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Sunday 22 April 2018

Latin is a vital portal into other worlds and cultures

Far from being dead, Latin lives on in most European languages, especially English, writes Andrew McKimm

Andrew McKimm

Joseph O'Connor occasionally tells of a recurring dream that he has where one of his two Latin teachers comes to him in the middle of the night incanting the words, "The verb 'To Be' never takes an object," over and over again. Joe says that it is one of his more frightening nocturnal experiences.

I used this – what I had thought to be – highly amusing anecdote during a retirement speech for the same teacher. Nobody laughed.

Joe's other Latin teacher, Geraldine FitzGerald, sympathetically informed me afterwards that jokes about grammar usually don't play well – even to educated audiences. I told her that she should try telling maths jokes sometime.

Joe O'Connor is one of Geraldine's most famous proteges and over the years has been unfailing in his praise of her skill as a teacher. In an article for this newspaper, Joe has described Geraldine as one of those "people who loved what they taught and who shared what they knew with the most immensely touching generosity of spirit. In this, (she is a) born educator. (Educare – to lead out)".

When Joe writes of the language his love of Latin is palpable: "The great poet Ovid has a beautiful line: 'Caelum videre iussit, et erectos ad sidera tollere vultus.' 'He bid them look at the sky and lift their faces to the stars.' Latin became a portal into other worlds, fabled times, famous deeds, a means of thinking about language logically, with structure and order, an unearthing of the roots of our own beautiful English so that we could see it more clearly and learn to love it.

"As people we are our own inheritance. We are always what we came from. The same is true of the languages we have made. 'Look at the sky,' and those of us who did saw wonders."

When I asked Geraldine why young people should still take Latin as a subject, her reply was a pithy "Why not Latin?" It was delivered with a succinctness that was worthy of Rome itself.

"Some people view Latin as a 'dead language'. This is a mistake since it lives on in most European languages, especially English," Geraldine added, her passion for the subject remaining unabated, after 41 years of teaching it.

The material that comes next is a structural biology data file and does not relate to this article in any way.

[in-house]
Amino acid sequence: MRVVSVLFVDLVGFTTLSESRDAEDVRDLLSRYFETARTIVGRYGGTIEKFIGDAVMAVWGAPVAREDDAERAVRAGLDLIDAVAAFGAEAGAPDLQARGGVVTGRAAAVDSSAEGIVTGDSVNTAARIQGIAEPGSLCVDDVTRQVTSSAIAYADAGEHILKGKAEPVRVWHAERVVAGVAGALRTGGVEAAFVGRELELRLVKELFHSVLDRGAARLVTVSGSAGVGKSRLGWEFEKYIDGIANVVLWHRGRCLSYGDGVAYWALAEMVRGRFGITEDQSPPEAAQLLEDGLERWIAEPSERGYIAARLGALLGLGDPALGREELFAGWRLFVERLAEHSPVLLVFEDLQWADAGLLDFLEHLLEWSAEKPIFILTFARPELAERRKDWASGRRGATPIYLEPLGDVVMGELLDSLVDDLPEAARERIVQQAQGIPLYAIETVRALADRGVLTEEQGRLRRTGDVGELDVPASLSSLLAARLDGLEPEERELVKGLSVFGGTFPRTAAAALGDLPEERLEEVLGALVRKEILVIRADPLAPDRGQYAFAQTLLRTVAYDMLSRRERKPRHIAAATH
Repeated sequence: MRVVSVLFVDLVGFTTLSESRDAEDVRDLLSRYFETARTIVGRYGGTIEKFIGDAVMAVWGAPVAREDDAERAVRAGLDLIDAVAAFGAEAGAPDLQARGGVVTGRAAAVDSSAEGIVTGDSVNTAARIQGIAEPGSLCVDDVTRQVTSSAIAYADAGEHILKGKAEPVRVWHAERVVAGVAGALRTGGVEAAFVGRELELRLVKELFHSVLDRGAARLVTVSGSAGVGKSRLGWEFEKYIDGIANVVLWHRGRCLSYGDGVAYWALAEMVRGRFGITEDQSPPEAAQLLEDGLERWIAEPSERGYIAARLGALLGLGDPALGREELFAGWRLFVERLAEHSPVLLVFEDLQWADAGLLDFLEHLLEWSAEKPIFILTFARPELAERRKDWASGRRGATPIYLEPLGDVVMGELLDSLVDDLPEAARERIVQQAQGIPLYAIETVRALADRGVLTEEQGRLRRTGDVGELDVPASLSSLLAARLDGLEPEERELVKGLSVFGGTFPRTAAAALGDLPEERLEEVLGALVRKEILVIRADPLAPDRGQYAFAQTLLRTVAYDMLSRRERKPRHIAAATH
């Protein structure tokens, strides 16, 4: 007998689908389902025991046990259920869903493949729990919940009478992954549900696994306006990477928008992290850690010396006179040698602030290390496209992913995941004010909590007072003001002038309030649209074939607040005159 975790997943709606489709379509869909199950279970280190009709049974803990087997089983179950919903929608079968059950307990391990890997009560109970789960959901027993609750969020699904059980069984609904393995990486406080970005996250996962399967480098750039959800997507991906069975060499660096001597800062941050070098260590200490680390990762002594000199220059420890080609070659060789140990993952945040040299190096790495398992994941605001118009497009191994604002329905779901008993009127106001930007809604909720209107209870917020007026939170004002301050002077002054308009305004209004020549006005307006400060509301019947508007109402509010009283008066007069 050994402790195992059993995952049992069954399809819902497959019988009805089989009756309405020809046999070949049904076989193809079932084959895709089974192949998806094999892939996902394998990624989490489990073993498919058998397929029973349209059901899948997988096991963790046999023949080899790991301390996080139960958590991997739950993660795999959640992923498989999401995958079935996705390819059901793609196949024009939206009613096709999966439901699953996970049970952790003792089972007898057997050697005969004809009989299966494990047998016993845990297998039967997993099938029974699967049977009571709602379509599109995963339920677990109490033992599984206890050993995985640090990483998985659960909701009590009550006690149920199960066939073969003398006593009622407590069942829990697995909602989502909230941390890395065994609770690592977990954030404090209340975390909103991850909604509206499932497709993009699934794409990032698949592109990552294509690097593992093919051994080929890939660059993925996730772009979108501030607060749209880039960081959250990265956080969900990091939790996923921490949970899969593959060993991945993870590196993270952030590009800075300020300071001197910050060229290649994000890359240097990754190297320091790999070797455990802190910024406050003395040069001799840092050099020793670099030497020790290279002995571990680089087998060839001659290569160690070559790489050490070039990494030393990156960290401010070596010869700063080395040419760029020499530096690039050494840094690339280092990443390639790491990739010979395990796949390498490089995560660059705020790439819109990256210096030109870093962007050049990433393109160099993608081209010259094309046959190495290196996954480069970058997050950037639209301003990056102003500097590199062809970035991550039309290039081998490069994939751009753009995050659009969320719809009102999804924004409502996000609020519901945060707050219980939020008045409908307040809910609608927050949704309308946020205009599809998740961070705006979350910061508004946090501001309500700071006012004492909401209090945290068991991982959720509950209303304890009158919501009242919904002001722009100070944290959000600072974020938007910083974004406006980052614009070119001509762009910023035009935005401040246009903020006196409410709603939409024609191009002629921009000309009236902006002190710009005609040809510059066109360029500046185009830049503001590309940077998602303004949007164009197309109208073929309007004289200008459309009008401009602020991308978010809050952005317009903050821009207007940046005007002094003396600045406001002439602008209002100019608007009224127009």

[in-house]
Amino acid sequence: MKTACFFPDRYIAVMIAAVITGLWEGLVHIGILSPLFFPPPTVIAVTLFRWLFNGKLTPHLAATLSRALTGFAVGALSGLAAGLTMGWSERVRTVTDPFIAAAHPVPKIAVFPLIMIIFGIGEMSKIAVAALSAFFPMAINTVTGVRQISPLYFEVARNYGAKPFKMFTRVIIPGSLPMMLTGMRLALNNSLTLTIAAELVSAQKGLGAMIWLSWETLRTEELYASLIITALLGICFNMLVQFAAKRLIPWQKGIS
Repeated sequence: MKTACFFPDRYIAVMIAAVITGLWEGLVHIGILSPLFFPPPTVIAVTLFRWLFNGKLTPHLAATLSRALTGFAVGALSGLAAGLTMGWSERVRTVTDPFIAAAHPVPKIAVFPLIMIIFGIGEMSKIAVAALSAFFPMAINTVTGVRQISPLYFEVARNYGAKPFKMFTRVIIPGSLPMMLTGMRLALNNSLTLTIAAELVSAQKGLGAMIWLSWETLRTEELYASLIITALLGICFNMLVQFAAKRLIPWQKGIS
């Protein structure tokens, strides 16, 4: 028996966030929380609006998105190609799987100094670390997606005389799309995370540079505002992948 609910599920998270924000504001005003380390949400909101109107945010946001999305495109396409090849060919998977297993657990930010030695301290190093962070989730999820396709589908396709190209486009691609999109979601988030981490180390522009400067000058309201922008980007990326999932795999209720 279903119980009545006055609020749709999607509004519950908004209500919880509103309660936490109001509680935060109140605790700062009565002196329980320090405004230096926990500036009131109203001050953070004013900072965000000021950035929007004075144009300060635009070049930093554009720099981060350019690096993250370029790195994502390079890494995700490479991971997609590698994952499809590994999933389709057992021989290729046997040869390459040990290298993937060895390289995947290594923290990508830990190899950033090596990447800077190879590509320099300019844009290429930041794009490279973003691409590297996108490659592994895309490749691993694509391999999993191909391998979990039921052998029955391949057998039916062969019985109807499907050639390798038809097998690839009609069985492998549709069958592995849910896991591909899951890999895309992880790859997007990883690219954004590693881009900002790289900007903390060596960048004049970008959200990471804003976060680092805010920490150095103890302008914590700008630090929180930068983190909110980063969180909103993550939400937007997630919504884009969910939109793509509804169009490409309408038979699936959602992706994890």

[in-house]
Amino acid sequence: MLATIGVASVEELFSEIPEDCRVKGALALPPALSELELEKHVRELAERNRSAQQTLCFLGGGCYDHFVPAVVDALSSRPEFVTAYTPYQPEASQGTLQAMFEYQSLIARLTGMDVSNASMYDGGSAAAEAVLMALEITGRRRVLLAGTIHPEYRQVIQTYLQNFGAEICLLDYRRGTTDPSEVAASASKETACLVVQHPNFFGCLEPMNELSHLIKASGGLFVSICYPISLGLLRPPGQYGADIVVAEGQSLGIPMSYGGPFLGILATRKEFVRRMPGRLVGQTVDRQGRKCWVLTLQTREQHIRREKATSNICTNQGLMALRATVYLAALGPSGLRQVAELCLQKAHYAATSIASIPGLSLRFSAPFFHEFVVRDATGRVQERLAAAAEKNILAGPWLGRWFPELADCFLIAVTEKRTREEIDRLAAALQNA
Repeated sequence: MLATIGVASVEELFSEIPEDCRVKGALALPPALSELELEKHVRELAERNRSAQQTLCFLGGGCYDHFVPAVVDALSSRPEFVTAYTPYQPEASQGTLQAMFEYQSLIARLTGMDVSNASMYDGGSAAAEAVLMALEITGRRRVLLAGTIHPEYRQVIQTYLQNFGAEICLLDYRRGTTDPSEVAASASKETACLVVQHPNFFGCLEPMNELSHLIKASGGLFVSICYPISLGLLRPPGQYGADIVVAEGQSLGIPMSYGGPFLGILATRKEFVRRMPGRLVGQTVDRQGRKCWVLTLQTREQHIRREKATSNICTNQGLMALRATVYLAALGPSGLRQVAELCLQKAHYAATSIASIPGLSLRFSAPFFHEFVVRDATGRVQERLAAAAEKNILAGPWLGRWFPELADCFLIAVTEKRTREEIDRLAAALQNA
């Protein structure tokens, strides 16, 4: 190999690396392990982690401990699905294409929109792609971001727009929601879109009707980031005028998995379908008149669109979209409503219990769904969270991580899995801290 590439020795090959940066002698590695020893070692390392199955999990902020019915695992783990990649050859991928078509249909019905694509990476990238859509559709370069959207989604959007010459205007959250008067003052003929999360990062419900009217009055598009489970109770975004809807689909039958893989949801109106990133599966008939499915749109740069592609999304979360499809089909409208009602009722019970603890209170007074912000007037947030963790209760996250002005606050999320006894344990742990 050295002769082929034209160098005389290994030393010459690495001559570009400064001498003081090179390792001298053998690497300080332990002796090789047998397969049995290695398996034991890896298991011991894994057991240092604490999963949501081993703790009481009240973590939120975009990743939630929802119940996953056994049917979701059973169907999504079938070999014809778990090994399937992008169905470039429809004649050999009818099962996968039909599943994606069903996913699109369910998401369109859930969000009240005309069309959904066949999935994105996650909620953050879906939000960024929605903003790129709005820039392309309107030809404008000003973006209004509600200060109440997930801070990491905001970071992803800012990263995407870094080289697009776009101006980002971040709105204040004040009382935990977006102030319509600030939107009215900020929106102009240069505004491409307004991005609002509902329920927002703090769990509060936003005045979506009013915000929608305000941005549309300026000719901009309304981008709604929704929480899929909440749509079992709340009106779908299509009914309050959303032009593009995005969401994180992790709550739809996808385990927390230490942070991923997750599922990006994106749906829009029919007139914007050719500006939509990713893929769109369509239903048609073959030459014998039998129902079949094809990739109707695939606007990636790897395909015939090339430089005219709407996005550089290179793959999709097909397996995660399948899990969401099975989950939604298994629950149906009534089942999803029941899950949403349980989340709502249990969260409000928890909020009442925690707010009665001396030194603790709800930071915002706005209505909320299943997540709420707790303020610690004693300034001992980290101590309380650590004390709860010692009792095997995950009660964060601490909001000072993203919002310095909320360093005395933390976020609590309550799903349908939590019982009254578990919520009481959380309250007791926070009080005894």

We are bombarded by Latin expressions in everyday life – AD (anno Domini), ad nauseam, per annum, PM (post meridian), verbatim – to list but a fraction.

"Think of all the terms from specialist areas that are derived from Latin," Geraldine enthused as she sought to remind me of my school Latin.

Medical terms such as vaccination, inoculation, biceps even the word pill have a Latin root. Law, in particular, seems to pride itself on its use of undiluted Latin phrases – prima facie, sub judice, sub poena. Science and mathematics are littered with words of Roman origin – calculus, element, gravity, and radius. Latin is used all the time in sport. The motto for the Olympics is Citius, Altius, Fortius (Faster, Higher, Braver/Stronger).

"Latin is popular with students who enjoy doing puzzles. Any translation is a matter of piecing a verbal jigsaw puzzle together. Latin also has the extremely useful quality of teaching you to read the fine print in any legal document – surely a vital survival skill for one's life!" The primary place occupied by Latin in world culture is well acknowledged by Harry Mount in his book Amo, Amas, Amat.

As he puts it: "In The Line of Beauty, Alan Hollinghurst described those people who know all the big turning points in history as being able to look back at the world as an enfilade of rooms: "Greece gives way to Rome ... Rome to the Byzantine Empire ... the Renaissance ... the British Empire ... America ... and so on. Knowing a bit of Latin is an invitation to the biggest room in the building, with a view down the corridor to all the succeeding ages."

Broadcaster Ryan Tubridy, a long-term champion of the cause of Latin in schools, is also one of Geraldine's famous pupils. He has been unstintingly positive about the benefits of a classical education throughout his broadcasting career. I asked him why he is so passionate about the subject.

"I've always been a lover of words, plain and simple. As I got older and started enjoying novels properly, I loved the idea of coming across a word I wasn't familiar with and breaking it down by separating it into parts, usually derived from Latin. It's like solving a verbal puzzle and never ceases to amaze and intrigue me."

If Latin were ever to be dropped as a Leaving Certificate subject, what would the principal losses be?

"Verbal curiosity, cultural knowledge that will travel with you across the globe, interest in the world around us now and the fascinating world of the classical past. "

Ryan has gone on record as saying that Geraldine was his favourite teacher in school and influenced his choice of Greek and Roman civilisation as part of his degree. I asked him, what had the Romans and their language ever done for Ryan?

"The innate curiosity I have in stories generally, but in political intrigue particularly, can be attributed to the quest for knowledge that was taught to me in Latin class by a teacher whose personal enthusiasm was infectious and has stayed with at least one of her (very grateful) pupils to this day."

Irish Independent

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